396 pages, 2014
“It was dizzying, really, to be in love at last. Because this was the first time, I knew that now. Everything else had been a misdiagnosis – infatuation, obsession perhaps, but an entirely different condition to this. This was bliss; this was transformative.”
Despite pages of engaging writing about Douglas’ tireless love for Connie, David Nicholls’ novel, Us, functions more as a tale of unrequited love than of a mutual union. Douglas is the quintessential nerdy scientist whose unconventional sister, Karen, fixes him up with the whimsical free-spirit, Connie. Karen lures Douglas to her dinner party one evening, but Douglas hesitates since his sister’s orbit veers miles outside of Douglas’ laced up comfort zone: “Karen was promiscuous in her friendships and ran with what my parents referred to as ‘an arty crowd’: would-be actors, playwrights and poets, musicians, dancers, glamorous young people pursuing impractical careers, staying up late then meeting for long and emotional cups of tea during all hours of the working day. For my sister, life was one long group hug and it seemed to amuse her in some obscure way to parade me in front of her younger friends. She liked to say I skipped youth and leapt straight into middle age…” And so begins a series of endless contrasts between Douglas’ unshakable stiffness and Connie’s passion for drawing outside of the lines. Douglas is instantly smitten, Connie is rebounding, they date, marry and move to the country.
The plot opens with Connie informing Douglas that, now that their teenage son, Albie, is finished with school and preparing to launch their English countryside nest, she feels their marriage has run its course. Connie prepares to separate, but agrees to make good on a long planned family trip through Europe with Douglas and Albie to celebrate his graduation. Connie views the voyage as a last hurrah. Douglas views the trip as a last ditch effort to re-spark the flame. The novel follows this volatile family through Europe, telling the tale through Douglas’ desperate perspective. Efforts to loosen his fundamentally uptight personality in hopes that he will win Connie’s heart are interspersed with flashbacks to their meeting, early courtship, and the arc of their unlikely marriage.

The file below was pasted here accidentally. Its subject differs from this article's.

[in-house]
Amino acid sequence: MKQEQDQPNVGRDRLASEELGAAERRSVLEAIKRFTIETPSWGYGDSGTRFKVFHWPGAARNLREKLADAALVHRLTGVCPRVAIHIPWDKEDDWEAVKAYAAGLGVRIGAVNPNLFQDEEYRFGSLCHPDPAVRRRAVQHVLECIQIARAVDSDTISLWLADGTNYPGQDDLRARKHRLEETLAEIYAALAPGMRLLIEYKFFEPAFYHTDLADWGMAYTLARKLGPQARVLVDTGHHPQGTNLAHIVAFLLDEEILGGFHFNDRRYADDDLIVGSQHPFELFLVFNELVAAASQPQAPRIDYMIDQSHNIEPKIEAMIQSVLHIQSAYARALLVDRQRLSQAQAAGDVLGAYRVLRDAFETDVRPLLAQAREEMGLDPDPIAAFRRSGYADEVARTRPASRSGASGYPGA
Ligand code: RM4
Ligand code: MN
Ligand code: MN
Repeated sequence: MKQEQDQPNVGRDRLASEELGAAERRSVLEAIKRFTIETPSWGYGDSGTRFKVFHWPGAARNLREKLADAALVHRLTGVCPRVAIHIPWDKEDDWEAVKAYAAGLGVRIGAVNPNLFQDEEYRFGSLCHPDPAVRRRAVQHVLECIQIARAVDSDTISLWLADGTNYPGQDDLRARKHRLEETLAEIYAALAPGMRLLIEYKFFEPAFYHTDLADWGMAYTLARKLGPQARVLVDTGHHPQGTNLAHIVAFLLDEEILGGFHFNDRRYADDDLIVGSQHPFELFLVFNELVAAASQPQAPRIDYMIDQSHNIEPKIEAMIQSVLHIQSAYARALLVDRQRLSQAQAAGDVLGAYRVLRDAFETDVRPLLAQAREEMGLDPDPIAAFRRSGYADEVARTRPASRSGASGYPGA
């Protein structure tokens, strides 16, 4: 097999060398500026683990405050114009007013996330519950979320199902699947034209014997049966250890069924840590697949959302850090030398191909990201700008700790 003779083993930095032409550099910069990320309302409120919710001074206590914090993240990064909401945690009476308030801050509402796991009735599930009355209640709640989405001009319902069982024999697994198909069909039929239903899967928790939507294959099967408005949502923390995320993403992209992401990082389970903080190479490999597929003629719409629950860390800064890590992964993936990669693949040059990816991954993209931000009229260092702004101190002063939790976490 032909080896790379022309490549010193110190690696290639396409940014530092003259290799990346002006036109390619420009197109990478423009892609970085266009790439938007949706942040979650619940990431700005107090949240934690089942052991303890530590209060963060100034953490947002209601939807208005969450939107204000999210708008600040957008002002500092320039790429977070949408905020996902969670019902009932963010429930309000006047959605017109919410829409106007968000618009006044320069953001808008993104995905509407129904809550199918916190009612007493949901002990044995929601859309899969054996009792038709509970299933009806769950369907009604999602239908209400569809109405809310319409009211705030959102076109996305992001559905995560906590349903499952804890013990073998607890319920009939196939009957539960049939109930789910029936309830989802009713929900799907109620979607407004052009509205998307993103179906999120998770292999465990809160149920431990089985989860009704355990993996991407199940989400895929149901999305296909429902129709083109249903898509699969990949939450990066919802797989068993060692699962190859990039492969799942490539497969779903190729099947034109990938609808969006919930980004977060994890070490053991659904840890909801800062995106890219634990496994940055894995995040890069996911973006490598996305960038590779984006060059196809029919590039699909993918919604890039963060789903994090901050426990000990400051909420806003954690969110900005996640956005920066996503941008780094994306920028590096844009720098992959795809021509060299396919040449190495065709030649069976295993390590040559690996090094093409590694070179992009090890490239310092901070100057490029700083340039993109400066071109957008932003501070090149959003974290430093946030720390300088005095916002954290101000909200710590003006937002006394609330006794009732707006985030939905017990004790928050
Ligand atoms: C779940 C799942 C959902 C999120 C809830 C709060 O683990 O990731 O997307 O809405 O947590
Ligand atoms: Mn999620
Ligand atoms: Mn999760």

From a psychological perspective, Us makes some noteworthy observations about marriage, relationships, and the challenge of balancing separateness and togetherness. Douglas is so infatuated with Connie that he loses himself and any redeeming qualities he once possessed through his over-emphasis on his unending devotion. “For the most part I did agree with Connie. But if Connie had been arguing for a moon made entirely of cheese, I would have agreed with her too.” If only Douglas could rein in his infatuation long enough to exist as a separate self, maybe Connie could finally breathe deeply enough to appreciate his intelligence, self-deprecating humor and honorable devotion. Connie’s rejection of poor, pathetic Douglas has such consistency that she, too, loses herself in a consistent urge to push him away. For example, Connie becomes so disenchanted by Douglas’ decision to take a higher paying, less exotic job that she fails to reflect on her own failure to pick up a paint brush and pursue meaningful work of her own. Readers may sense they have entered a modern day Of Human Bondage. Connie and Douglas represent an extreme template for how fear of abandonment and fear of engulfment can play out in relationships. If only Douglas could take Connie’s advice: “Connie always said I was at my most attractive when I talked about my work, and she’d encourage me to describe it long after she’d ceased to comprehend the subject matter. ‘The lights come on,’ she said. As the nature of my employment changed those lights flickered somewhat, but initially she valued the many differences between us – art and science, sensibility and sense – because after all, who wants to fall in love with their own reflection?”
What this novel does best is use extremes to illuminate a psychological challenge faced by so many couples — the blurring of separateness and togetherness and the importance of remaining independent enough to be truly intimate. True, most couples face this challenge in more subtle incarnations, but through the extremes of this unfulfilling marriage, the importance of developing an independent sense of self is emphasized and eventually celebrated. Readers who enjoyed Nicholls’ One Day which became the film of the same title starring Anne Hathaway and Hugh Grant will notice similar relational dynamics, only with genders reversed. The novel’s conclusion beckons a sequel in which Douglas might just get his groove back.